Stop me if you’ve heard this before. Because you surely have; the meltdown of Donald Trump’s shambolic presidency may be the most predictable event in political history.
The rationalizations, wish-casting, and projections of the pro-Trump flunkies notwithstanding, his presidency is cratering, at least in terms of governing. As Trump becomes more isolated and his relations with Congressional leaders trend into mother-in-law territory, the prospects for legislative victories appear to have gone south of slim. As a result, his presidency has now shifted into the full-on Grievance Phase.
This was also predictable.
As I tweeted the other day, it is worthwhile going back to the last weeks of the 2016 campaign, when Trump seemed on track to an historic defeat. Re-read this piece from The Washington Post’s Philip Rucke and Robert Costa, headlined “Inside Donald Trump’s echo chamber of conspiracies, grievances and vitriol”:
He is preaching to the converted. He is lashing out at anyone who is not completely loyal. He is detaching himself from and delegitimizing the institutions of American political life. And he is proclaiming conspiracies everywhere — in polls (rigged), in debate moderators (biased) and in the election itself (soon to be stolen).
In the presidential campaign’s home stretch, Donald Trump is fully inhabiting his own echo chamber. The Republican nominee has turned inward, increasingly isolated from the country’s mainstream and leaders of his own party, and determined to rouse his most fervent supporters with dire warnings that their populist movement could fall prey to dark and collusive forces.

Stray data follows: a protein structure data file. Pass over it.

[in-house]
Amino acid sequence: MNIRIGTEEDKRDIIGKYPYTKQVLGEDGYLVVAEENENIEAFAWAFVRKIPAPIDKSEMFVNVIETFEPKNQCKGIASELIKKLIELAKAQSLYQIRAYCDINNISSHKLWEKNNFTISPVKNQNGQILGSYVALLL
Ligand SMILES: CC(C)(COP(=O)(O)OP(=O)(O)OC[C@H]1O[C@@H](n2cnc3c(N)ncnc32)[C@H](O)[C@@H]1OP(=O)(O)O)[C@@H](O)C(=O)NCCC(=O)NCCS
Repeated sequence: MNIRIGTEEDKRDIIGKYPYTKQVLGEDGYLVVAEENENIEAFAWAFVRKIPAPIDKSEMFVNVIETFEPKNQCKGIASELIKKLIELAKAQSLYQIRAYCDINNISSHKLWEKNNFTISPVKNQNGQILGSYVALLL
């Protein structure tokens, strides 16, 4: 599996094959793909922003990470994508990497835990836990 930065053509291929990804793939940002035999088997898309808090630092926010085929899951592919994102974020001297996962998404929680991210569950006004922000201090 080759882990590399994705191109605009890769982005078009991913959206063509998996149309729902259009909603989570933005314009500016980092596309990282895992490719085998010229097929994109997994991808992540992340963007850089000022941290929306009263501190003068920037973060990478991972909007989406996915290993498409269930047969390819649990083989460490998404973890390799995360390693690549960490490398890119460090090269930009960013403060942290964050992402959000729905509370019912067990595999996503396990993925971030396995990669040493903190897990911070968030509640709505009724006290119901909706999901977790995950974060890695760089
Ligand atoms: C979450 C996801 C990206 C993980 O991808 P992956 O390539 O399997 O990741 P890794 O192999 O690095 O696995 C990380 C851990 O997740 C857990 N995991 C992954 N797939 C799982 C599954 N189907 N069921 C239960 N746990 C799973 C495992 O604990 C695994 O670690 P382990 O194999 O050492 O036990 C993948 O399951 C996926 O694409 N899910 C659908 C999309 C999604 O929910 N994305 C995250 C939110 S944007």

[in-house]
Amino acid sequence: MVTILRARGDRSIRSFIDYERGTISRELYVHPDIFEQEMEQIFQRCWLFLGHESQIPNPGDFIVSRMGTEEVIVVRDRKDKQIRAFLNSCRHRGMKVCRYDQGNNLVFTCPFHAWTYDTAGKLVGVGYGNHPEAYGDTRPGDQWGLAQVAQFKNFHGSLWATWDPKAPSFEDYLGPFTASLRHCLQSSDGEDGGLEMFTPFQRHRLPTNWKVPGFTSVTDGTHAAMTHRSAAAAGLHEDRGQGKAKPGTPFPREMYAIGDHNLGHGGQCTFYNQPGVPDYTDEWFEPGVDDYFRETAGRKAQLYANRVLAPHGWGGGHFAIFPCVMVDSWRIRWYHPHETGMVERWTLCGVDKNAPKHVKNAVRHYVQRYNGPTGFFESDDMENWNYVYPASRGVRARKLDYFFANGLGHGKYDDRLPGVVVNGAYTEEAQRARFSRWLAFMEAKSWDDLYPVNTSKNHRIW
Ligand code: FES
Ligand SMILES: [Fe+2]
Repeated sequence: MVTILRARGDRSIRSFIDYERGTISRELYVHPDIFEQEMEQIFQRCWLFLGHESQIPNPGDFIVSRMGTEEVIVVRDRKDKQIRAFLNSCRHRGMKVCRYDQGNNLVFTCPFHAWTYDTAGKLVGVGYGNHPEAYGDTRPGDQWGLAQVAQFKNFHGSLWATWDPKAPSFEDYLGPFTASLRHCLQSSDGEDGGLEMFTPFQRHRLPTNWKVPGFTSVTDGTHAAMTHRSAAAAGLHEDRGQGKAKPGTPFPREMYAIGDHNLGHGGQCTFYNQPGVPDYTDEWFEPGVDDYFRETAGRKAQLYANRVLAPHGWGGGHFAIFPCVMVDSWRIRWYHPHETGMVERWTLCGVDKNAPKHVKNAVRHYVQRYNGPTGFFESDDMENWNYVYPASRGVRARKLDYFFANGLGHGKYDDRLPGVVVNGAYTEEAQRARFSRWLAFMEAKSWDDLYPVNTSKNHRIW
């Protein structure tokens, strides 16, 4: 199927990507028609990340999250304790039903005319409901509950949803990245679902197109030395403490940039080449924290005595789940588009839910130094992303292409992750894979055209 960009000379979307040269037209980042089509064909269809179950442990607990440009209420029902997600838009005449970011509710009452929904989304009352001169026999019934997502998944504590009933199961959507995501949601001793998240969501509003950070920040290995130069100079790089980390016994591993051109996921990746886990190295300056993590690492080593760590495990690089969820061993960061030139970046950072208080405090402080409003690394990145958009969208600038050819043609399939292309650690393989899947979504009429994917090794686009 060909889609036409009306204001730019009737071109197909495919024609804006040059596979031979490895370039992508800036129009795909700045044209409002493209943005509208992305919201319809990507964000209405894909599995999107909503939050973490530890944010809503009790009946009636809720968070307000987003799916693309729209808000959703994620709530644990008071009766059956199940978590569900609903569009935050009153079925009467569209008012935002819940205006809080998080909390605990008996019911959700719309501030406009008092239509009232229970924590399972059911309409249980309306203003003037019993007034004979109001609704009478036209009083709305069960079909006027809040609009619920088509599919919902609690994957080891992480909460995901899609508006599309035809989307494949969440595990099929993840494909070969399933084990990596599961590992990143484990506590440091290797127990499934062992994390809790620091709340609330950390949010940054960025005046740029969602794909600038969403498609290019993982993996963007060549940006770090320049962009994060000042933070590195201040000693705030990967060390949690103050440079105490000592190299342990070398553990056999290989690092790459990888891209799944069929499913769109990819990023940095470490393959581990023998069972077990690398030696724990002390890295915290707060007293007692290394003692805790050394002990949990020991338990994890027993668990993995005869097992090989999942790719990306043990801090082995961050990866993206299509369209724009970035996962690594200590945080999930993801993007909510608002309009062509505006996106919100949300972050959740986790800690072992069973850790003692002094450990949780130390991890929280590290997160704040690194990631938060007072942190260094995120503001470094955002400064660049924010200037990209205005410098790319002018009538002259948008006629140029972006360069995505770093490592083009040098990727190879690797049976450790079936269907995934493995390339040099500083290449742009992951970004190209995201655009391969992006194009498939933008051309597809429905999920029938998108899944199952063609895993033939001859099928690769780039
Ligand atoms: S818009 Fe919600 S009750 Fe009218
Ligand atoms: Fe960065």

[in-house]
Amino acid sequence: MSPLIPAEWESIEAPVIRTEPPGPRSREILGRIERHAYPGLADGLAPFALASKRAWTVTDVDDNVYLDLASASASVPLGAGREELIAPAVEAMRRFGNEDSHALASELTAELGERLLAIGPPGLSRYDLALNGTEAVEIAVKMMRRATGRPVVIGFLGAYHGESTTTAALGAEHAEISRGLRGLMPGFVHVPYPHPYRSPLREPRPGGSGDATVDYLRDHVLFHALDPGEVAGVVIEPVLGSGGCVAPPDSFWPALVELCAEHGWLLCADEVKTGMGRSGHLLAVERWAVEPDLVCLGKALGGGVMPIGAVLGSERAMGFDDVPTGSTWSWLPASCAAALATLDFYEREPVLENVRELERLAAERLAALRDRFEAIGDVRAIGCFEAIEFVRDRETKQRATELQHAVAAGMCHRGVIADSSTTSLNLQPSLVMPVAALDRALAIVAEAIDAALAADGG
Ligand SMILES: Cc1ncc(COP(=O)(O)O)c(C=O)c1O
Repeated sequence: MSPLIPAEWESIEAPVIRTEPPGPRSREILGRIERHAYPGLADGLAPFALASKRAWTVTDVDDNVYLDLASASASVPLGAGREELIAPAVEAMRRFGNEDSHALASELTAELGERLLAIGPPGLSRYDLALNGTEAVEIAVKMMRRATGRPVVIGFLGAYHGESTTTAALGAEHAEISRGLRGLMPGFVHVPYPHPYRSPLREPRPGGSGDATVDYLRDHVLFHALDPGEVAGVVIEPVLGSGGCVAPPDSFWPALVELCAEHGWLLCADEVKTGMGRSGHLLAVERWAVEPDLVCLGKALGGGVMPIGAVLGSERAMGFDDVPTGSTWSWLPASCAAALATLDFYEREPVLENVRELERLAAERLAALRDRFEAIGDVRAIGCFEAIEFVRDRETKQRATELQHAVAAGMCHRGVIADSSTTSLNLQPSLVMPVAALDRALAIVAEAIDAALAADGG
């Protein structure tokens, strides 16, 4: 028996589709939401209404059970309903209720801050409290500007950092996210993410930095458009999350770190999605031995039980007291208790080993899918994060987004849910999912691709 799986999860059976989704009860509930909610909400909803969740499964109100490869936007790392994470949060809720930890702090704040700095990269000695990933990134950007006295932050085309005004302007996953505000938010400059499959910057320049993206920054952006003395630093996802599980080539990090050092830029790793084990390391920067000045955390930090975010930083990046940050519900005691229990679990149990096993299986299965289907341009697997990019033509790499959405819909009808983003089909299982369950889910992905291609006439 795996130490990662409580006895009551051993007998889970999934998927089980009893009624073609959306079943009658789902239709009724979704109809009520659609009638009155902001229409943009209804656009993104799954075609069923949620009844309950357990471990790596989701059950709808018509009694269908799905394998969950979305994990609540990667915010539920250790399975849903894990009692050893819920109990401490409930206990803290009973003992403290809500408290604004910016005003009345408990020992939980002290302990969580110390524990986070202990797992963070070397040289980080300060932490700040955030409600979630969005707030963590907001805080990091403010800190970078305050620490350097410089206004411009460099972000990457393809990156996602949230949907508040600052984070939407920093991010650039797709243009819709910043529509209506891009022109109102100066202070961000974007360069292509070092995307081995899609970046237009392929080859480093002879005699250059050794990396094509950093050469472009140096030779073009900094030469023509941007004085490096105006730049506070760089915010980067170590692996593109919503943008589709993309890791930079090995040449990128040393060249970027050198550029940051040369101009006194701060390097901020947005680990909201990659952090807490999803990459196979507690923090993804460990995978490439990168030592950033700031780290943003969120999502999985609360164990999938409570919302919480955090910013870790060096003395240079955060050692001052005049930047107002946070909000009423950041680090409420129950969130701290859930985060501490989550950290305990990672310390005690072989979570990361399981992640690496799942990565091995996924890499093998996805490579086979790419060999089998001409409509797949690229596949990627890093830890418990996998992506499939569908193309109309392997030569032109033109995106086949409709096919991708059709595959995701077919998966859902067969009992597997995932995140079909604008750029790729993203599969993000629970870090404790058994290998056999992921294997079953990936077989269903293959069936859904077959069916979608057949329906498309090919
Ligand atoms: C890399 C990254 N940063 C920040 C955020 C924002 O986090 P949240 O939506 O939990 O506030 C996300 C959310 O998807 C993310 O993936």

This is a campaign right out of Breitbart, the incendiary conservative website run until recently by Stephen K. Bannon, now the Trump campaign’s chief executive — and it is an act of retaliation.
Four days later, Costa predicted that this “Trump-driven divide” would haunt the GOP long after the election.
The axis of furious conservative activists and hard-right media that spawned Trump’s nationalist and conspiratorial campaign is determined to complete its hostile takeover of the GOP, win or lose.
Trump’s insistence that the election will be “rigged,” which he again suggested at the debate, has only stoked the specter of a grievance movement that will haunt Republicans for months and years to come — threatening to leave the longtime norms of American politics shattered and Washington paralyzed by his followers’ agitation and suspicion.
Fast forward to this week, and Trump’s Phoenix rant, twitter storms, attacks on the “fake news,” and on his fellow Republicans. It’s all there as if nothing has changed: the politics of division, paranoia, anger, with Trump always as the victim – the “fighter” who is being betrayed by an opposition that is simultaneously weak, low energy, and yet “dark and collusive.”
In defeat, Trump’s campaign would have evolved into an ongoing “grievance movement.” But in victory, the result has been the same thing, a president unable to lead, but determined to stoke a deep sense of alienation and grievance among his base. For Trump, that may be enough.